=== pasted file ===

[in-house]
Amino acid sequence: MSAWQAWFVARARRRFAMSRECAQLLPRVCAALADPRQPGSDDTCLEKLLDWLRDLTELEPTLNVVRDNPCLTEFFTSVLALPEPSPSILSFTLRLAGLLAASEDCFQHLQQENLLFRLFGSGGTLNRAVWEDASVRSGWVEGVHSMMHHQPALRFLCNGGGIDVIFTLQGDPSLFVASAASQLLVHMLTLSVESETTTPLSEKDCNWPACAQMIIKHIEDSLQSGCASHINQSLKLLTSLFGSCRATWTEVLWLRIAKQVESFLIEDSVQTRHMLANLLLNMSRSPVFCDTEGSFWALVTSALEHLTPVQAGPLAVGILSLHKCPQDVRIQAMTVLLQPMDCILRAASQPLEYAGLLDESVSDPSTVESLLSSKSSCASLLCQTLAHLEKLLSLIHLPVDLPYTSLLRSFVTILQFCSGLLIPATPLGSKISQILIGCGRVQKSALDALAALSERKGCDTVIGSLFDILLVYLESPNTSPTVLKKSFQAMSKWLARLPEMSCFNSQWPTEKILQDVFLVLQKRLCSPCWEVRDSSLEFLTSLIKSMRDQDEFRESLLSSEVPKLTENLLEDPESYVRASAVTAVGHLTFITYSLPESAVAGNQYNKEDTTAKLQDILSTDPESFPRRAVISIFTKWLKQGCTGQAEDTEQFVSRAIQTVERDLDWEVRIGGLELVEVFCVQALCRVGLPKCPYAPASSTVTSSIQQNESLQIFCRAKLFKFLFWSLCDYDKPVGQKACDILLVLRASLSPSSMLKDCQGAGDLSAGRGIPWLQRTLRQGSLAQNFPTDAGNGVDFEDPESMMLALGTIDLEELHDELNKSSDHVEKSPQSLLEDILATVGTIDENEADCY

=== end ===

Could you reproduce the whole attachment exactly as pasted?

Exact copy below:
[in-house]
Amino acid sequence: MSAWQAWFVARARRRFAMSRECAQLLPRVCAALADPRQPGSDDTCLEKLLDWLRDLTELEPTLNVVRDNPCLTEFFTSVLALPEPSPSILSFTLRLAGLLAASEDCFQHLQQENLLFRLFGSGGTLNRAVWEDASVRSGWVEGVHSMMHHQPALRFLCNGGGIDVIFTLQGDPSLFVASAASQLLVHMLTLSVESETTTPLSEKDCNWPACAQMIIKHIEDSLQSGCASHINQSLKLLTSLFGSCRATWTEVLWLRIAKQVESFLIEDSVQTRHMLANLLLNMSRSPVFCDTEGSFWALVTSALEHLTPVQAGPLAVGILSLHKCPQDVRIQAMTVLLQPMDCILRAASQPLEYAGLLDESVSDPSTVESLLSSKSSCASLLCQTLAHLEKLLSLIHLPVDLPYTSLLRSFVTILQFCSGLLIPATPLGSKISQILIGCGRVQKSALDALAALSERKGCDTVIGSLFDILLVYLESPNTSPTVLKKSFQAMSKWLARLPEMSCFNSQWPTEKILQDVFLVLQKRLCSPCWEVRDSSLEFLTSLIKSMRDQDEFRESLLSSEVPKLTENLLEDPESYVRASAVTAVGHLTFITYSLPESAVAGNQYNKEDTTAKLQDILSTDPESFPRRAVISIFTKWLKQGCTGQAEDTEQFVSRAIQTVERDLDWEVRIGGLELVEVFCVQALCRVGLPKCPYAPASSTVTSSIQQNESLQIFCRAKLFKFLFWSLCDYDKPVGQKACDILLVLRASLSPSSMLKDCQGAGDLSAGRGIPWLQRTLRQGSLAQNFPTDAGNGVDFEDPESMMLALGTIDLEELHDELNKSSDHVEKSPQSLLEDILATVGTIDENEADCY